Jean-Paul believes that Jura wines have made great progress in the past 20 years or so, and he is a supporter of vignerons working with organic and biodynamic methods in particular. He believes in minimal intervention and seems to love the new fruity styles of reds that give pleasure without tannin and encourage one to drink a second glass. However, he fears that the real extremists may lose the Jura some clientele, and doesn’t enjoy some of the really ‘crazy’ wines. Restraint in purchases should be assured by the sommelier since 2010, Alain Guillou, who was awarded Sommelier of the Year by the publisher Gault et Millau in 2013. Currently their list has 640 wines, including over 350 from the Jura.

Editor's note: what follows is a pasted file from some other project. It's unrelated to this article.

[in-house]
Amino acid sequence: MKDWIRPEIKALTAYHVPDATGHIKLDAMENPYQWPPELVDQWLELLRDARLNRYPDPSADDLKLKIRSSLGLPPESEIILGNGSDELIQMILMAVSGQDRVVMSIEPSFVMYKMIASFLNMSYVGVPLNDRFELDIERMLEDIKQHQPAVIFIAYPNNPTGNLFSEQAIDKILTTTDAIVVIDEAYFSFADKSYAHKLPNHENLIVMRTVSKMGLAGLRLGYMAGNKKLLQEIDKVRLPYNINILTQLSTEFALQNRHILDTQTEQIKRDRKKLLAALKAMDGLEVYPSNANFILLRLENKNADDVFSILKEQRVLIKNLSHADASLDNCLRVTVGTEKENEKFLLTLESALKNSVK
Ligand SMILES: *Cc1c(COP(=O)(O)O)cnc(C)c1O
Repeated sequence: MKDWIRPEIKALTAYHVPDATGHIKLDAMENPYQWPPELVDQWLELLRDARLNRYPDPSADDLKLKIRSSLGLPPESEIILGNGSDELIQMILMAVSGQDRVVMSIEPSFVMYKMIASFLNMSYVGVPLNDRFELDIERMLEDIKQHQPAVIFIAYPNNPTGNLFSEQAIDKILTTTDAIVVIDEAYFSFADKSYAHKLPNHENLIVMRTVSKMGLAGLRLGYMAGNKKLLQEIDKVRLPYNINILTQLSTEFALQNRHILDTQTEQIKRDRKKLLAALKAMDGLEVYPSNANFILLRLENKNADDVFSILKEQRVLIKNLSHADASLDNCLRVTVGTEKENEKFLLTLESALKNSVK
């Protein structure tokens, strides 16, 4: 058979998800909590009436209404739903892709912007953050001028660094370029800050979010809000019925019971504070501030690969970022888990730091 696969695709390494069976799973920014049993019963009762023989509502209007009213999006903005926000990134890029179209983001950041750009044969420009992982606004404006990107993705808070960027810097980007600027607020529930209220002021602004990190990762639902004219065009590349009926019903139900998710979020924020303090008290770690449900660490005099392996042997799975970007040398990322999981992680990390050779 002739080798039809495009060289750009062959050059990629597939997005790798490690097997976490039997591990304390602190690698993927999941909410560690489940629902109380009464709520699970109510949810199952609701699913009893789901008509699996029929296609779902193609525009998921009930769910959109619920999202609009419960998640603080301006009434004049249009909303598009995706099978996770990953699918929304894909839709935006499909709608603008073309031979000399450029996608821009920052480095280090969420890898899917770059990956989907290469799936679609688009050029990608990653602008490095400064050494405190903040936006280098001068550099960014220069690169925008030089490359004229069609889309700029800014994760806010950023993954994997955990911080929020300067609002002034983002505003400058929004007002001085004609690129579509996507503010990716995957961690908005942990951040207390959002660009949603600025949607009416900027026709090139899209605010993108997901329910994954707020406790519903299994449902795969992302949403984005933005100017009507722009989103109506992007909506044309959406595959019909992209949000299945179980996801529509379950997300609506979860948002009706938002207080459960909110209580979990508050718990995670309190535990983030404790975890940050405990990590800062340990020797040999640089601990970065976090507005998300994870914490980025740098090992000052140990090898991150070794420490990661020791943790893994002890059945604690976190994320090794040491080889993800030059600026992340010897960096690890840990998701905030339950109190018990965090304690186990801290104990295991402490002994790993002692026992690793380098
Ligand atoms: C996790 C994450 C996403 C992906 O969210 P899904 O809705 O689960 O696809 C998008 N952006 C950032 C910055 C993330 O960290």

On matching Jura wines with food, Jean-Paul starts with the comment that God must have been from the Jura to create such a divine marriage as Comté cheese with Vin Jaune. He also believes that the matches of basic local products like Morteau sausage with Poulsard or pike with Savagnin are essential, but he goes further: ‘Give me a wine and I will give you a dish to match,’ he says, and rates lobster with Savagnin a splendid marriage, though he refuses to be drawn into discussions about whether to choose ouillé or an oxidative version, believing each wine should be treated on its own merits without going too far into how it was made. For Jean-Paul the terroir (in which he includes the grape varieties) counts for 51% of the character of a wine, and the know-how and work of the vigneron for 49%. What’s more, if you do not understand the fundamentals of that terroir, you can’t begin to make a good wine, he claims.